The longest active StarCraft competition has come to an end. KeSPA has announced that the StarCraft ProLeague, a Korean team-based league that started in 2003 with Brood War and ran for fourteen years, would discontinue operations effective immediately. This announcement was made simultaneous with the announcement that five top Korean SC2 teams would also disband effective immediately.
Everyone’s been a little bored at work sometimes. The number of times I’ve seen people doing Sporcle quizzes to pass the time has proven that. However, your timekillers at work aren’t limited to quizzes and social media. Google has quite a few proper games that you can play right in your browser. Some of the best and how to get to them is in this handy infographic.
We’ve previously covered the Formula One video game franchise along with the fall and rise of Codemasters on the blog. Their most recent effort, Dirt Rally, showed that some of the greatness of classic Codemasters games still remained in Birmingham which was a much-needed revelation after the underwhelming F1 2015. Now that they’ve had time to work on the current-gen Formula One games, can F1 2016 live up to the expectations of gamers and F1 fans alike?
With the nearly forced conversion of Windows 7 and 8 users to Windows 10 earlier this year, Microsoft also announced their Xbox Play Anywhere program that promises all Microsoft published Xbox One titles will be available on PC via Windows 10 and the Microsoft Store. Given some teething problems with games through the Microsoft Store and the Universal Windows App (UWP) format, no one would fault you for being concerned.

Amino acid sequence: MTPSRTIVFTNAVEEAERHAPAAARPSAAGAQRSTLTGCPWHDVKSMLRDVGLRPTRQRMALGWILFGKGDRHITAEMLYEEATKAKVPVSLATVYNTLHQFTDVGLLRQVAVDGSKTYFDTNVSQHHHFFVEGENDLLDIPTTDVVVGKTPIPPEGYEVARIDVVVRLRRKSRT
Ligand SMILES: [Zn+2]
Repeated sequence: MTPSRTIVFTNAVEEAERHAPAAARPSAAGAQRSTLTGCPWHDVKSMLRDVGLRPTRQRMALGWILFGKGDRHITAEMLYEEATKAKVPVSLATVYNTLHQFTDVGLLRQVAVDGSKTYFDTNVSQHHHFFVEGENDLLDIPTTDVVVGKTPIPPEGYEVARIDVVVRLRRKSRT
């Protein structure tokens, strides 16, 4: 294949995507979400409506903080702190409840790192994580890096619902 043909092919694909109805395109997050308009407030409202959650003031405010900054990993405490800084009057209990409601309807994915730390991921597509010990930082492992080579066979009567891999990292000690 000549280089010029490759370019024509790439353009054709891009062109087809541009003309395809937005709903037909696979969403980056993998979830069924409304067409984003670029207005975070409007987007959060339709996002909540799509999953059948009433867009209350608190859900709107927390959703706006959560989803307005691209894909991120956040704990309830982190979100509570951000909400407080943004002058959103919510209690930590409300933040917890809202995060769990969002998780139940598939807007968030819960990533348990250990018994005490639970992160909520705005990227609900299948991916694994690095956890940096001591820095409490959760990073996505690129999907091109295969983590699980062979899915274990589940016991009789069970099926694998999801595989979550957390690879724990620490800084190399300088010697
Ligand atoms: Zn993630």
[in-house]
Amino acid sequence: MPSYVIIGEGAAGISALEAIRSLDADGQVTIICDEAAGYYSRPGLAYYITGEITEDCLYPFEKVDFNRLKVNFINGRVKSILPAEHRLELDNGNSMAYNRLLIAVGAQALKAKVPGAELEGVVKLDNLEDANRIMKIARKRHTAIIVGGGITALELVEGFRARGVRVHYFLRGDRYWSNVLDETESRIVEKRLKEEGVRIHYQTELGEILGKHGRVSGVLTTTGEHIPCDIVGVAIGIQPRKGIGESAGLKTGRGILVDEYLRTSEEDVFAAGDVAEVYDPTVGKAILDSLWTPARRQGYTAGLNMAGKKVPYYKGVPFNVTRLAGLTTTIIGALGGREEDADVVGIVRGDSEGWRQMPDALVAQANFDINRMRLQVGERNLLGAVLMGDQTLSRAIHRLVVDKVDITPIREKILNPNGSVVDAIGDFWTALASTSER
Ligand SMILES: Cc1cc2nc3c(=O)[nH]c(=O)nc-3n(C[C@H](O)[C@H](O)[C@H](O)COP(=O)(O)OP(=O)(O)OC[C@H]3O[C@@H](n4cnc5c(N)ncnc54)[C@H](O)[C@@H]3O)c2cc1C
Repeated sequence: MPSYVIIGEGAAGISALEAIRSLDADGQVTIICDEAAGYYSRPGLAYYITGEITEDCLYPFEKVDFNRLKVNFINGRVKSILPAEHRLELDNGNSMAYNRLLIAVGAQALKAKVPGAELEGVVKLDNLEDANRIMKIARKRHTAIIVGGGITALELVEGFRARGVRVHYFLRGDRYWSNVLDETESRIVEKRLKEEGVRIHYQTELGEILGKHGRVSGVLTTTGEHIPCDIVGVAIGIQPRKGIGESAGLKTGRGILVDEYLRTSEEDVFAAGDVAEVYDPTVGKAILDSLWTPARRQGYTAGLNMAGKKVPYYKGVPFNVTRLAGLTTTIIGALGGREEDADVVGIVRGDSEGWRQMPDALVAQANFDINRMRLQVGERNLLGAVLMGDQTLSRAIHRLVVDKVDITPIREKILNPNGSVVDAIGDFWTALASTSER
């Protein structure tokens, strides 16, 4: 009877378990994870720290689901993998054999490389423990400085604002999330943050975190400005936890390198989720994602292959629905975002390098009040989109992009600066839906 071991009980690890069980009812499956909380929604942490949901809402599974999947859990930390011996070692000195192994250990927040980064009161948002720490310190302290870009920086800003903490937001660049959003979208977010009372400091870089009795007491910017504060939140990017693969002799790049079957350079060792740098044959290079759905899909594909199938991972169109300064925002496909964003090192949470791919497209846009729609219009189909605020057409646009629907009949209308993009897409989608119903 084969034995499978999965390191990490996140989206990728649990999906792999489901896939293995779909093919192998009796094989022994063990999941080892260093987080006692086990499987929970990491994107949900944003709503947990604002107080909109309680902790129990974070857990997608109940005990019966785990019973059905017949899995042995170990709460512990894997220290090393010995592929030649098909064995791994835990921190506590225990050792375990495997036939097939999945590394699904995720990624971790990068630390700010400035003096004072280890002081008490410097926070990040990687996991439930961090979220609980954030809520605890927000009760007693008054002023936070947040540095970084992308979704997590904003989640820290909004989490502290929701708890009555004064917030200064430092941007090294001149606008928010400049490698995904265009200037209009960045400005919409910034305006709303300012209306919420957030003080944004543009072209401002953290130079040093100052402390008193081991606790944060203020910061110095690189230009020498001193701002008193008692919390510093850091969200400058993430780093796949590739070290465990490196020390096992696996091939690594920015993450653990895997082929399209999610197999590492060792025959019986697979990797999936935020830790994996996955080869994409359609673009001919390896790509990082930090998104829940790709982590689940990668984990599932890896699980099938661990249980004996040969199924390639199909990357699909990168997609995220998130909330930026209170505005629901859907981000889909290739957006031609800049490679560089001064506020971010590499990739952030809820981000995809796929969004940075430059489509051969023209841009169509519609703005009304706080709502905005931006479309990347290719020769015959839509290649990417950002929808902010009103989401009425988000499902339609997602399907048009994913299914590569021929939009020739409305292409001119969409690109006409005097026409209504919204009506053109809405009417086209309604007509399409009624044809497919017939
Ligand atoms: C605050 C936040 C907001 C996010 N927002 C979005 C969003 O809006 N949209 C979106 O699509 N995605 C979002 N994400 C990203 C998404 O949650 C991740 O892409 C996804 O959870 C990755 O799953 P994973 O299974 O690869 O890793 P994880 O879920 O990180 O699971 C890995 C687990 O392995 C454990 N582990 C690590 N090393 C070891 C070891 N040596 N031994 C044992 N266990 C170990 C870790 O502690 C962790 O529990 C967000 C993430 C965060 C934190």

The first experience that I’ve had as a result of Microsoft’s push of Windows 10 as a gaming platform is Forza Motorsport 6: Apex. Unlike the upcoming Forza Horizon 3, this isn’t a full release of Forza 6 on PC but rather a jumped up tech demo. While Forza 6 is a decent experience and certainly worthy of the Forza franchises comparisons to PlayStation’s Gran Turismo series, I can’t help but think that Apex is a little lacking.
Reboots are a tricky thing in entertainment. I’ve talked about this previously with Tomb Raider’s reboot. You want to do something fresh while retaining the spirit of the original. Something familiar without feeling like a retread of what people have already seen or played and loved. Doom 4’s lengthy start-stop development cycle saw the game lose the number at the end and have work scraped and started from scratch.
The end result is a fantastic reintroduction of the classic FPS franchise to the modern generation. It finds the right balance between new and modern gameplay with the classic mechanics and spirit of the 1993 original.
The fifth entry in the main Battlefield franchise and the thirteenth full game with the Battlefield name is the World War I themed Battlefield 1. While the name is confusing, DICE is moving forward with the franchise by going back in time and using lessons from Battlefront and Battlefield 4 & Hardline to improve their latest effort.
Two-man indie developer Digital Homicide has made more news and gained more notoriety from their response to criticism than from their games themselves. Despite having nearly two dozen games on Steam, they are perhaps best known for representing themselves in a lawsuit against critic Jim Sterling for $15 million in damages related to his reviews and first impressions videos of their games.
Now, Digital Homicide is taking their legal game to the next level. The developer is now in the early stages of filing lawsuits against 100 Steam users for $18 million and is considering taking legal action against Valve itself.